2. DON’T FRY A FROZEN TURKEY. You’ve seen the videos. Make sure your bird is completely thawed and DRY. Any extra liquid can cause hot oil to bubble over, which can quickly ruin everyone’s day. Also, if the weather is bad, take care that snow or rain doesn’t fall into your fryer.
  3. WATCH THE TEMPERATURE. Oil can overheat and start a fire. Put your jacket on, listen to the game on the radio, and keep an eye on that thermostat. Never leave your fryer unattended!
  4. USE THE PROPER TOOLS. Turkey fryers typically come with a bar on which to hang the bird so two people may gently lower it into the oil. If you don’t have one, go buy one. Never put your hand or arm directly over bubbling hot oil. (And we shouldn’t have to say that one.)
  5. BE PREPARED. Have a working fire extinguisher within reach.


Your Thanksgiving memories should be about family and food, not about the time when Cousin Sal burned down the house.


For more information and safety tips, visit the U.S. Fire Administration at


Currant wishes you and yours a very Happy Thanksgiving.

Emergency Preparedness at Work

  • September 23, 2015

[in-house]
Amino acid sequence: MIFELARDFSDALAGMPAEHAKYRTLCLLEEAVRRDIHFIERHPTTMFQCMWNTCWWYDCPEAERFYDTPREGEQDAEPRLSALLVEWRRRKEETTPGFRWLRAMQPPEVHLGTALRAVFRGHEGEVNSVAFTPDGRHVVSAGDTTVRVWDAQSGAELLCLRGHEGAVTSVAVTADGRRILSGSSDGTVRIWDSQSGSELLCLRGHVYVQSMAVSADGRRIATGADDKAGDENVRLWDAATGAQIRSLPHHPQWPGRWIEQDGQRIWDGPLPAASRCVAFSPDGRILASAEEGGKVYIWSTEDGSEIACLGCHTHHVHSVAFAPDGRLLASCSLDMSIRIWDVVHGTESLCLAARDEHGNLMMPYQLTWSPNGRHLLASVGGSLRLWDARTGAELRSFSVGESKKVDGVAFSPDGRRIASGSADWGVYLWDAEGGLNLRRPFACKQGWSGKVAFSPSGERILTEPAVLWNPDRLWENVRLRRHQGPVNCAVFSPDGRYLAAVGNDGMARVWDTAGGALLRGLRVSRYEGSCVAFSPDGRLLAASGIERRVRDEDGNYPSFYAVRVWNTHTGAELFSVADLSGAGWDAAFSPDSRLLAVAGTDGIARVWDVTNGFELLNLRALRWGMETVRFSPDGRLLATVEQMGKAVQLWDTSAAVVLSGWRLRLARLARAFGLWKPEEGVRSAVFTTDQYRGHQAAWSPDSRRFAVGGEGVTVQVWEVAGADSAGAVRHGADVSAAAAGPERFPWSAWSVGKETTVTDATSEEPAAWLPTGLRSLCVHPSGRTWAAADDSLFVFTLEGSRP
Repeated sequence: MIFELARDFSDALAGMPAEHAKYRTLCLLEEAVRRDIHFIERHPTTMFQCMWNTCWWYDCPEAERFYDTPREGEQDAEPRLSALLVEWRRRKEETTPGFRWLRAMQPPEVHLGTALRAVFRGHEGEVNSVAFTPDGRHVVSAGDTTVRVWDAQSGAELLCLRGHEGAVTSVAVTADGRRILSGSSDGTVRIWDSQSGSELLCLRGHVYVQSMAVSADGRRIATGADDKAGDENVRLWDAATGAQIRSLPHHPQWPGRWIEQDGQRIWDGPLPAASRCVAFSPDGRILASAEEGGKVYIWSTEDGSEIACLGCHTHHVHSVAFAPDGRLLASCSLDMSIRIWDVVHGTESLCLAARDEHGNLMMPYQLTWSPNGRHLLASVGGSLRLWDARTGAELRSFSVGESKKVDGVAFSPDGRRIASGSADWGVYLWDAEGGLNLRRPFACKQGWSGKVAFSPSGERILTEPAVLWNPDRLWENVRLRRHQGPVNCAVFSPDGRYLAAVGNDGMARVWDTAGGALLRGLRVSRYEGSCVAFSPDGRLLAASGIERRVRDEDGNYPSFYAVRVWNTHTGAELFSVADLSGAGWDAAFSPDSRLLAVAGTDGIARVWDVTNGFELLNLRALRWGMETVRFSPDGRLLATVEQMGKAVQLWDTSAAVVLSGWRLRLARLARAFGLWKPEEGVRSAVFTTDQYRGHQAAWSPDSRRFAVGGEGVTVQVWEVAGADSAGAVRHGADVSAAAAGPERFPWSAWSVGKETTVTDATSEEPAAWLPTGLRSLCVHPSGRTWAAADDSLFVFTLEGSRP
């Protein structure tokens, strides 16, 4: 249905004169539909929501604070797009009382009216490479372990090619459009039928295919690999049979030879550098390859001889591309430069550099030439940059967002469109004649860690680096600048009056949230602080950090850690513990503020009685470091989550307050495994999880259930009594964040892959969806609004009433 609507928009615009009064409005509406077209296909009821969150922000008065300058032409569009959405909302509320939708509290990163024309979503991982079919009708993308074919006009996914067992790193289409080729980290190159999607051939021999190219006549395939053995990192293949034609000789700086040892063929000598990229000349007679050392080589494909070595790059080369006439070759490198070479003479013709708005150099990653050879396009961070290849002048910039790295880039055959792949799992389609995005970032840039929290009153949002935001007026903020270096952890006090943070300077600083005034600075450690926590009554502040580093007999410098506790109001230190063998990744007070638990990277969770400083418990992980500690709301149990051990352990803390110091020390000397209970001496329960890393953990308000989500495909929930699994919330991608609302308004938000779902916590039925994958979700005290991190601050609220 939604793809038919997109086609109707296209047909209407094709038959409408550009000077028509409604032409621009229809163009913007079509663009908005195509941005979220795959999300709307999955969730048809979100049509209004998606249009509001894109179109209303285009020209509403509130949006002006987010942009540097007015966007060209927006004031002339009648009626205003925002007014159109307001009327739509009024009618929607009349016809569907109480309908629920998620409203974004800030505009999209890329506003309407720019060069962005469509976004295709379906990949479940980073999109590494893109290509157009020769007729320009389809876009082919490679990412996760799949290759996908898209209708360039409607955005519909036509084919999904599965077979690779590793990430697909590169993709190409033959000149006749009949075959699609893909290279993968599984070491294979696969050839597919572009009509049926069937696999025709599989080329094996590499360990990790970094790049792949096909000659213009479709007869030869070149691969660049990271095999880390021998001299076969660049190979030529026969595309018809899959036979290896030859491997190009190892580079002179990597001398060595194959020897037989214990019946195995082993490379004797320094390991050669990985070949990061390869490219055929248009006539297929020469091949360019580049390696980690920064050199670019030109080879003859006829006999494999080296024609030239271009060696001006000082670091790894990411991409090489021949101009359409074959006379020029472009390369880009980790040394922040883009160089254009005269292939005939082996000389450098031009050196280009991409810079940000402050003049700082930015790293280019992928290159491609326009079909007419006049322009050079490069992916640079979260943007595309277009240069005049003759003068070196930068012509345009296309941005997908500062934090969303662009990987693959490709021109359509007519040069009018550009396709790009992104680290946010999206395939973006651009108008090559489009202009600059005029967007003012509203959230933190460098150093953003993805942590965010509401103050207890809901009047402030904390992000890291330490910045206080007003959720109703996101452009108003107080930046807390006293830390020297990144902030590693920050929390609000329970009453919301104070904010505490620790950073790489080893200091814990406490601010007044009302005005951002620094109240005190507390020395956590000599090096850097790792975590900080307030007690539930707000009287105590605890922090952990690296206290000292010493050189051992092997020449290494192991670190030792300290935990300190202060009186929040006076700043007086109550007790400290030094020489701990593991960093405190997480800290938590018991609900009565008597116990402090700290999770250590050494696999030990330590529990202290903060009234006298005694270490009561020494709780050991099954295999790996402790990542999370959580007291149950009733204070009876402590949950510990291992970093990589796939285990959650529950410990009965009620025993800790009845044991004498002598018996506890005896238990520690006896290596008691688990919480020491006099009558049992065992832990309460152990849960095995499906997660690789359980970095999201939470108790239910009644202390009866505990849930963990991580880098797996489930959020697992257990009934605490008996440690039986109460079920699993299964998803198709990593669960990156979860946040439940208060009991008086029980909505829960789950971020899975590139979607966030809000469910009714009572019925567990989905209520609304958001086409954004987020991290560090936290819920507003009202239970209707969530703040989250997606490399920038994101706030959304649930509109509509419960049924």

You probably already have an emergency kit at home, but stop to think – what would you do if you were trapped at work?

emergency preparedness at work

You can’t guarantee that you’ll be home and with your family when disaster strikes. It’s a good idea to take some time now to prepare, in case you need to ride out the next storm in your office.


Consider making an emergency kit for work. Some items to include:


Water. Stick a bottle or two of water in your drawer. If emergency strikes, you might not know when you next will have access to clean water.

Food. Not only is desk-drawer food important for those mid-day snack emergencies, they will be important if you are forced to stay at work until a situation clears up, or you get rescued. Protein or granola bars are a good choice. Try to avoid foods that will make you thirsty.

Flashlight and extra batteries. Prepare for the lights to be out. Flashlights will obviously provide needed light, but they can also help rescuers locate you in the dark. Consider a solar-powered light that doesn’t need batteries, such as a LuciLight (

Battery-powered radio and extra batteries. You will want to know what is going on if the (Gasp!) internet is down.

First Aid kit. You gotta have a kit anyway, for those times when your boss gives you a headache. Don’t forget to restock yearly.

Whistle. You might get trapped and need help. The whistle will signal where you are and that you need rescue.

Dust or filter masks. They’re ugly, but they’ll protect you if you need to walk through a dangerous environment.